House Democrats Want Benefits for Veterans, Jobless in War Funding Bill, Aides Say

House Democratic leaders plan to try to add extended unemployment benefits and new education funding for veterans to President Bush's war funding bill.

But facing a veto threat, Democrats such as Speaker Nancy Pelosi won't also try to add billions of dollars for roads, bridges and other party priorities such as heating subsidies for the poor and increases in food stamp benefits.

Capitol Hill Democratic aides said Wednesday that Pelosi's plan was tentative and had not won acceptance from rank and file lawmakers, much less party leaders in the Senate.

Still, it was a sign that Democrats want to avoid loading up the war funding bill with everything but the kitchen sink and lose a veto clash with the president.

Bush is certain to oppose the effort, which would add to the war spending legislation a $12.7 billion plan to give 13 additional weeks of unemployment checks to people whose benefits have run out and 13 weeks beyond that in states with especially high unemployment rates. He's also likely to oppose the even more expensive plan for higher GI Bill benefits for veterans.

But the plan would make it more palatable for anti-war Democrats to provide money until the next president takes office.

Bush has promised to veto any bill that exceeds his pending $108 billion request to fund U.S. military and diplomatic efforts in Iraq and Afghanistan. It's a tougher line than he took last spring, when he accepted about $17 billion in domestic funding as part of a $120 billion war funding measure.

Democrats are in fact planning on not only providing the $108 billion to fund the war through the Sept. 30, the end of the 2008 budget year, but they're likely to add another $70 billion for next year so they don't have to vote on war funding again in the fall election season.

But the hard line from the White House has Democrats scaling back plans to use the must-pass bill as an engine to carry everything from a summer jobs programs to a Senate proposal for $10 billion for infrastructure projects such as roads, bridges and new schools.

Republicans are eager for a battle with Democrats over add-ons to the war funding bill. Despite record low approval ratings and his status as a lame duck, Bush has to be rated as a clear favorite in any veto battle.

"If the president stands his ground on this he'll win," House GOP Whip Roy Blunt, R-Mo., said. "And I believe he's prepared to stand his ground and we'll stand with him."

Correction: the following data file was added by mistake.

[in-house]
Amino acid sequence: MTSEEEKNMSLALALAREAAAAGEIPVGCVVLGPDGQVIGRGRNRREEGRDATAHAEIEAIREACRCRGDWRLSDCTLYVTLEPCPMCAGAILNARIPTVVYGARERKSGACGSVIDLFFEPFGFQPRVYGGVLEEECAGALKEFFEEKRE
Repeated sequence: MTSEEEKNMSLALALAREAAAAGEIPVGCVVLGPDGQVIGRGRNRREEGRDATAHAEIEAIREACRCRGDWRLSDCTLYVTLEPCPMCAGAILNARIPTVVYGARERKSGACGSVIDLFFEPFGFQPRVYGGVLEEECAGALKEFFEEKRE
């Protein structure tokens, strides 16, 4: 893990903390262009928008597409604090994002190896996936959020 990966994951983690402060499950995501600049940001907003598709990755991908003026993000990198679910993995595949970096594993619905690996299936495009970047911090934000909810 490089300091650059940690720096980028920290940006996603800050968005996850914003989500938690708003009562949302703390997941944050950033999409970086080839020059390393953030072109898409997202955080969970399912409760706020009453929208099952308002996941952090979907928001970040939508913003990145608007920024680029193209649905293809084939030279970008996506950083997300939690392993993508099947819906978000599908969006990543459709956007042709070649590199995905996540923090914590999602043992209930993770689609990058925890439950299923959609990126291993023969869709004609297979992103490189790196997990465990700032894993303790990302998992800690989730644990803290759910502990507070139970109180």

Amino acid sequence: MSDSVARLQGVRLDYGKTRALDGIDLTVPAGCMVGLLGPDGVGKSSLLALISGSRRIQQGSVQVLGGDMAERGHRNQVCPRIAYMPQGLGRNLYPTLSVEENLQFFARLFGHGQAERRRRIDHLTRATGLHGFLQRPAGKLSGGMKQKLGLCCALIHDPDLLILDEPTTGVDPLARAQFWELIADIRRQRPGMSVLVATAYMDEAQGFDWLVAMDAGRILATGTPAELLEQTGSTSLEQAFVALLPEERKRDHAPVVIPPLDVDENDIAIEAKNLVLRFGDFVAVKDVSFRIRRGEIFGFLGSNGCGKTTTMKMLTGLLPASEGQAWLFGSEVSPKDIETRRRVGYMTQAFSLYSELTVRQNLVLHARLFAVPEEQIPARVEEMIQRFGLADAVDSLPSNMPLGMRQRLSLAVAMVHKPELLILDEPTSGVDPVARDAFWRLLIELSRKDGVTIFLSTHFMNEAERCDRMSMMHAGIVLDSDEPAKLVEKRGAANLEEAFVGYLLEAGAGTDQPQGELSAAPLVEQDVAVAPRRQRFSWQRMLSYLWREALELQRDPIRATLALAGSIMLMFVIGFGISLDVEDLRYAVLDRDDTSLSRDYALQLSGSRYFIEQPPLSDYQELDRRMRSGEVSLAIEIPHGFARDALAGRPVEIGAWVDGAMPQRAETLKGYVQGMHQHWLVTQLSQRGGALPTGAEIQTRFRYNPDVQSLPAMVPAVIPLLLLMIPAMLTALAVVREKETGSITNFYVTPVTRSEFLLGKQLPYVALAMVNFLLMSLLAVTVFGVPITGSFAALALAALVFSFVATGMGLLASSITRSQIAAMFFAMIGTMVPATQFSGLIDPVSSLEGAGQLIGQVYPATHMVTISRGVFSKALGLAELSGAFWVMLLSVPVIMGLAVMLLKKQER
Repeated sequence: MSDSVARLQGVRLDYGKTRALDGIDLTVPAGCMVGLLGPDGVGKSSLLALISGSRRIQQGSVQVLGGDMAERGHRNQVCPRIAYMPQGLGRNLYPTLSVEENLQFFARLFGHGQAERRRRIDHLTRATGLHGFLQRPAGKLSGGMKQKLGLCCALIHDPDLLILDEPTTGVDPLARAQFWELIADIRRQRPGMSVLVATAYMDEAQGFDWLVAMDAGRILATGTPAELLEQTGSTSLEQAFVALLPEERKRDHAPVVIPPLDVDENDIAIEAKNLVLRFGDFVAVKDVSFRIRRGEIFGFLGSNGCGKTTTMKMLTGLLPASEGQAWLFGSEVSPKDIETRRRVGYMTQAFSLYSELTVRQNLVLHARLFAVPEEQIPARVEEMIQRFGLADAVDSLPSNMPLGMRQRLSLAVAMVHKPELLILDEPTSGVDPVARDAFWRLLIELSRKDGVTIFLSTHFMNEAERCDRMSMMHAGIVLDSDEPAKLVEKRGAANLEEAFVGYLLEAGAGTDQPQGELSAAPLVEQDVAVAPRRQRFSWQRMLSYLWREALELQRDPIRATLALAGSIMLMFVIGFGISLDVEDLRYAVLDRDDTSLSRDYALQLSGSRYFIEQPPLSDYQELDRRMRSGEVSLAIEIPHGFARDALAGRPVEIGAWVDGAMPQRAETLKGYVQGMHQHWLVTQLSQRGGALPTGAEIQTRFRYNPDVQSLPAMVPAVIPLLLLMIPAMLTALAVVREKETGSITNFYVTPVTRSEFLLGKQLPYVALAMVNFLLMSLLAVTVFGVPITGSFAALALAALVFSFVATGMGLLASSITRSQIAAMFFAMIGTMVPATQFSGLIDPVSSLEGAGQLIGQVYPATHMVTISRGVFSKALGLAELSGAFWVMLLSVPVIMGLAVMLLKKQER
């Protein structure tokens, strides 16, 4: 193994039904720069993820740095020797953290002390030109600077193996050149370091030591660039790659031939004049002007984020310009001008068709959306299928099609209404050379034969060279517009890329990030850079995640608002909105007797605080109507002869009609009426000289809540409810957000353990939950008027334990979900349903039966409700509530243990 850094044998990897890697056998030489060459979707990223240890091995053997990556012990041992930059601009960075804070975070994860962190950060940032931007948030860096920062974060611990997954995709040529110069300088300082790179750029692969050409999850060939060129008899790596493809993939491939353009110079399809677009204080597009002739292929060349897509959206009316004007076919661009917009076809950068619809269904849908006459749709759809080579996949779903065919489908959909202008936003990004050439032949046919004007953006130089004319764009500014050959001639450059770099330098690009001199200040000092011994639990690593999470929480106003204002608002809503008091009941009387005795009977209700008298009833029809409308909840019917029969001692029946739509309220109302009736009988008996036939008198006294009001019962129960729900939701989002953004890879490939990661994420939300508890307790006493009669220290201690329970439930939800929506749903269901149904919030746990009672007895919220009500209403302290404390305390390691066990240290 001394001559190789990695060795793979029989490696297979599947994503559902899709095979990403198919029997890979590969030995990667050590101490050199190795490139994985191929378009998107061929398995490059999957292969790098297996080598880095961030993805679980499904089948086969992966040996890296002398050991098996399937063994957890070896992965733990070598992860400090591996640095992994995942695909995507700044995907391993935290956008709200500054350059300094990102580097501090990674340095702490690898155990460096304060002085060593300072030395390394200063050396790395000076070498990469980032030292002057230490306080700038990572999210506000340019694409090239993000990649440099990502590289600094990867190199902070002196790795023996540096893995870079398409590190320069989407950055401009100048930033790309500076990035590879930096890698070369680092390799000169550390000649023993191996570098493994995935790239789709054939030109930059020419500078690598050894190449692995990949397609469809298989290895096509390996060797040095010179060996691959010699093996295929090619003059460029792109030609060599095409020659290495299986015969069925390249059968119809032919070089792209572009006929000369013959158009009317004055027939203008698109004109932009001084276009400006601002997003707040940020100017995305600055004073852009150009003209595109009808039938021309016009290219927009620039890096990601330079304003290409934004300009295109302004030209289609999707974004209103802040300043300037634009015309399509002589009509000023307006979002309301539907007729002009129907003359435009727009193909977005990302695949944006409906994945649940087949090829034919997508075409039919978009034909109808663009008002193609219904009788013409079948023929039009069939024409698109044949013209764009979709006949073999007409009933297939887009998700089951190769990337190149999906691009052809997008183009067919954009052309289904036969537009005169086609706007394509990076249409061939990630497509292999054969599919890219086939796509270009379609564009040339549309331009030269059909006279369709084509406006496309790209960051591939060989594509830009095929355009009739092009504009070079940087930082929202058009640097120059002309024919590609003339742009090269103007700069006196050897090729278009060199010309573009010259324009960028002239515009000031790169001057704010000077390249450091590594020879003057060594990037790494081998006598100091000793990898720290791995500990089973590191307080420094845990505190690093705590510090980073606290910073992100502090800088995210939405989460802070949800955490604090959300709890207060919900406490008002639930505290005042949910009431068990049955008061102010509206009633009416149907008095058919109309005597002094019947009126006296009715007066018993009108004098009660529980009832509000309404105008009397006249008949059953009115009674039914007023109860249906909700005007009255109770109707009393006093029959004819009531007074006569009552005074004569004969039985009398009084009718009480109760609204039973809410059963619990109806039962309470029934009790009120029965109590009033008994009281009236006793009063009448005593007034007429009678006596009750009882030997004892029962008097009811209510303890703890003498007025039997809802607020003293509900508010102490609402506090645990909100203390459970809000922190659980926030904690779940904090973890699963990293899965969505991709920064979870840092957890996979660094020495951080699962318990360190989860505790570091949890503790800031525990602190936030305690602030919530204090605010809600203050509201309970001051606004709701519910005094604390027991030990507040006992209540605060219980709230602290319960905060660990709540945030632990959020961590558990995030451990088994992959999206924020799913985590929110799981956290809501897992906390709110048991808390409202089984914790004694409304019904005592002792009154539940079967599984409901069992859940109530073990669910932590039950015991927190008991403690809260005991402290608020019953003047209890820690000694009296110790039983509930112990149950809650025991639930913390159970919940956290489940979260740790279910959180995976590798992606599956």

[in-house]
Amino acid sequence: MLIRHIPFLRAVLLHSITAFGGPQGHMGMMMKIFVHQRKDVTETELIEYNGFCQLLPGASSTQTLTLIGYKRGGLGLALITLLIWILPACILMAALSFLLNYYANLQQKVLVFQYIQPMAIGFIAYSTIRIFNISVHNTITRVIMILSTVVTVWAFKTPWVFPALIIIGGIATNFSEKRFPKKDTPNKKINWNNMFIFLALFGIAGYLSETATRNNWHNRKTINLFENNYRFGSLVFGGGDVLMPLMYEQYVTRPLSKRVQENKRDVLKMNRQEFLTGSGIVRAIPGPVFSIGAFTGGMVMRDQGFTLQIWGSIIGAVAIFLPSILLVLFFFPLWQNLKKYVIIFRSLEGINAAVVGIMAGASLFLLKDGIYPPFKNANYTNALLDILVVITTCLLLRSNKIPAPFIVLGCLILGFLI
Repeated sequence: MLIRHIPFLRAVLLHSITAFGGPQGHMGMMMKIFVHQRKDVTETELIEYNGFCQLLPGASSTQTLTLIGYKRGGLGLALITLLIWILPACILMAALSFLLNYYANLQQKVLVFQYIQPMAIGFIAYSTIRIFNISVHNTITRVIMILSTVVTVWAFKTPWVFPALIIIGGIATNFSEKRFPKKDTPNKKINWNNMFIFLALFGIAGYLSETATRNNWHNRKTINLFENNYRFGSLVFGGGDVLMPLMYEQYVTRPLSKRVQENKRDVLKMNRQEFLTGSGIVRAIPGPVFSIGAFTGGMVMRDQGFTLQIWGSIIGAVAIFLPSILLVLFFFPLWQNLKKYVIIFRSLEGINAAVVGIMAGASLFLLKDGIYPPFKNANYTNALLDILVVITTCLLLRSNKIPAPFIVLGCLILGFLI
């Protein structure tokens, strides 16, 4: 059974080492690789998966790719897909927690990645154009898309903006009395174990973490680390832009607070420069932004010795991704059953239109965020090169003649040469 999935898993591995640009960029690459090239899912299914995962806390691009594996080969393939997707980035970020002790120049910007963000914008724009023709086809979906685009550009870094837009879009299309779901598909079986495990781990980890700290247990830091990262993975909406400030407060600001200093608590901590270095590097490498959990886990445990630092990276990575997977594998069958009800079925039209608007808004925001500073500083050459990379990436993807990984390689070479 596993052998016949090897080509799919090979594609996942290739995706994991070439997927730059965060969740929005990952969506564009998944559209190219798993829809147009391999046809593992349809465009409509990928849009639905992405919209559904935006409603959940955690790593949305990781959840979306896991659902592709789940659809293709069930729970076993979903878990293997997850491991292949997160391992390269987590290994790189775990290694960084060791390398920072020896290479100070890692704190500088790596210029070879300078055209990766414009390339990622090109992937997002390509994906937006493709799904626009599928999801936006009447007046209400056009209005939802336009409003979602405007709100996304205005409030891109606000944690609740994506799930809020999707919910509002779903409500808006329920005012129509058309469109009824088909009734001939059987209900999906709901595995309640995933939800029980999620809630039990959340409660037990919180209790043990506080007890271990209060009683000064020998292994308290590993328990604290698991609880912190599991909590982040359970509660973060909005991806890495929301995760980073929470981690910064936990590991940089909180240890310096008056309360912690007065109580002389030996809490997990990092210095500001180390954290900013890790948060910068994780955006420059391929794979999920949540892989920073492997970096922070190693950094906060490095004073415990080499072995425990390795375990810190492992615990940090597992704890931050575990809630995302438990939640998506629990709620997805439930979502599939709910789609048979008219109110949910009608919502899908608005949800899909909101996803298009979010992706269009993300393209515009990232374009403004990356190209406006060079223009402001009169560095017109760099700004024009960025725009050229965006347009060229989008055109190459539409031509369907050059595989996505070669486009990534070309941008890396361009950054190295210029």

House Majority Leader Steny Hoyer, D-Md., told reporters Wednesday that proposals that don't make it into the war spending bill may instead be carried by a second economic stimulus bill. That's where the unemployment benefit extension ultimately may wind up anyway, assuming Bush carries out his veto threat.

The tentative bill also would carry a plan to block new Bush administration regulations that would cut federal spending on Medicaid health care for the poor by $13 billion over the next five years. That bill passed the House Wednesday by an overwhelming 349-62 vote despite a Bush veto threat.

Money to fight wildfires in the West — backed by many GOP allies of the president — also would make it into the measure, the aides said, as would additional help for victims of Hurricane Katrina. The wildfire funds could total about $400 million, while the state of Louisiana wants to ease current requirements that it put up 35 percent of the funds for a multibillion-dollar project to rebuild levees around New Orleans.

Senate Democrats have not signed off on the plan, and there's ample appetite in that chamber for additional money for anti-crime grants to state and local governments, heating subsidies for the poor and food aid to poor nations, among many other programs.

Other senators want to use the bill to close shortfalls in the budget for the Women, Infants and Children program that gives food to the poor, as well as the 2010 census, which faces a shortfall of almost $1 billion over 2008-2009

Supplemental spending bills are a long-standing springtime ritual in Washington, when Congress adds items such as disaster aid and nutrition assistance to the budget. There's always temptation to tack on additional money for lawmakers' favorite programs, as well as hitch on policy "riders" that might bog down if advanced on their own.